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We need to know the maximum number of concurrent execution threads we can set in the Policy Server by processor. There is a pool of execution threads used? Is this configured dynamically somewhere or it is a fixed value?
Our goal is to know this maximum to configure the number of connections pool from CA SSO to DB layer, where this DB will be the repository of authorizations.
Policy Server R12.52 SP1
First thing to note, is that Support cannot give specific recommendations on tuning as it depends on many factors specific to the environment, as there is no maximum number of threads you can set. The number of maximum threads can be configured through the Policy Server Management Console (smconsole).
Siteminder is a Single-Process/Multi-Threaded application. The single process being the 'smpolicysrv' process. A Process is simply an independent execution unit that contains its own state information and uses its own address spaces.
A Thread is a lightweight process contained within a process. In this case the thread would be contained within the smpolicysrv process. With multiple threads, each thread can work independently of the others to process a given task. This multi-threading model allows us to facilitate multi-tasking. In the SMPS.log, the first entry we see is the [<ProcessID>/<ThreadID>]. Example: [2738/3650276240][Tue May 30 2017 12:25:09][CServer.cpp:7484][INFO] [sm-Server-02360] Server 'Stats' command received
Process ID = 2738 ThreadID = 3650276240
As mentioned above the maximum threads can be specified in the smconsole Maximum Threads field:
Regarding Maximum Threads field =============================== Determines the maximum number of worker threads in the thread pool. Threads are created as needed and reside in a thread pool. Requests received through connections with Web Agents are serviced by available threads in the thread pool. For systems with multiple CPUs, a higher maximum thread pool value is desirable. The higher value provides more threads for the increased performance provided by the processing power of multiple CPU systems.
For deployments that are bound by computation, such as those that include fully-cached policy stores and static responses, a smaller thread pool size can be used. For deployments that require constant input/output with directories, a larger thread pool size is desirable.
You can use the OneView monitor or run the stats command (smpolicysrv -stats) periodically to show how many threads are currently used and the maximum number of threads used, as well as the depth of the thread queue to fine-tune your environment.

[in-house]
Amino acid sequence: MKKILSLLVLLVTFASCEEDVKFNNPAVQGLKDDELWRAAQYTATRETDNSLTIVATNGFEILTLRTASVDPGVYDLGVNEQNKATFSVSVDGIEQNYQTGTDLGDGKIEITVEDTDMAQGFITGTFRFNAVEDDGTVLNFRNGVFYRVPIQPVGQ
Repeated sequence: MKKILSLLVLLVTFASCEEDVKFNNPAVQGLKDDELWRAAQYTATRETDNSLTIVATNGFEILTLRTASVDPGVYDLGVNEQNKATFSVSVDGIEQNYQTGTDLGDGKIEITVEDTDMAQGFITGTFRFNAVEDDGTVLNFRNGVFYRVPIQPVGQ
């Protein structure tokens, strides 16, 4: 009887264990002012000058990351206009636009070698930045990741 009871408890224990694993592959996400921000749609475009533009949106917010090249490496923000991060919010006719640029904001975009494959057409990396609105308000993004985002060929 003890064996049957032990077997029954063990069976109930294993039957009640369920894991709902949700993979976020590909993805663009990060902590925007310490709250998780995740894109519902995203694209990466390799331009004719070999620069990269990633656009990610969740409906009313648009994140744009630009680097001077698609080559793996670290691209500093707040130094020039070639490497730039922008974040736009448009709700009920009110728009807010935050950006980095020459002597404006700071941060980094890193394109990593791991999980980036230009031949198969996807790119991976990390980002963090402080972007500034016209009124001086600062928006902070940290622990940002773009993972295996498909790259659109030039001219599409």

However, you can check for yourself the impact of changing the threadpool size via the OneView monitor or the counters in the stats data over time. If there are sufficient Worker Threads defined for the load on the Policy server, then the Policy Server should be able to keep up with the load and the “Max NP Msg” value should be low. If the value grows and it is high, then you could add additional worker threads to handle the load, after determining if the issue is due to a poor performing back-end User Directory or not. Adding more threads when the issue is actually the back-end directory is not really going to help.
Note that you need to make sure not to configure the Policy Server to have too many worker threads, since: 1. Using too many threads can cause excessive context switch (switching from one thread to another), which impose an expensive overhead. 2. On Linux, each thread uses 10MB of memory from the Policy Server's process memory. Using too many threads may result in running out of memory.
A rule of thumb for determining the number of threads is to use 4*(# of cores). This formula works pretty well as long as the result does not exceed 64 threads. The best way to get to the optimal number is to monitor the machine under load. The machine needs to be able to reach 60%-80% of CPU utilization under high load. If the CPU utilization is lower than that, consider adding additional worker threads. Notice that sometimes it makes sense to increase the number of connections to the backend user stores (using max connections, or for LDAP, using multiple LDAP banks), to increase the number of concurrent queries going to the user stores (check the CPU utilization of the user store machine for that).
Also, increasing the number of Worker Threads when there is a bottleneck getting to the user directory would not improve performance. Increasing the number of User Directory Connections available to the Policy Server using Alias entries would improve performance, not to mention properly tuning and indexing your directory so there is no delay in responding to search requests.
The number of threads that are appropriate for an environment is dictated by more than just the number of CPUs, so there is no exact “formula” based on the number of CPUs. There are multiple factors that would come into play. This is a tuning exercise that is outside of the scope of Support, which is why a customer should engage CA Services for assistance in properly tuning their environment for the expected load if they cannot tune the environment on their own.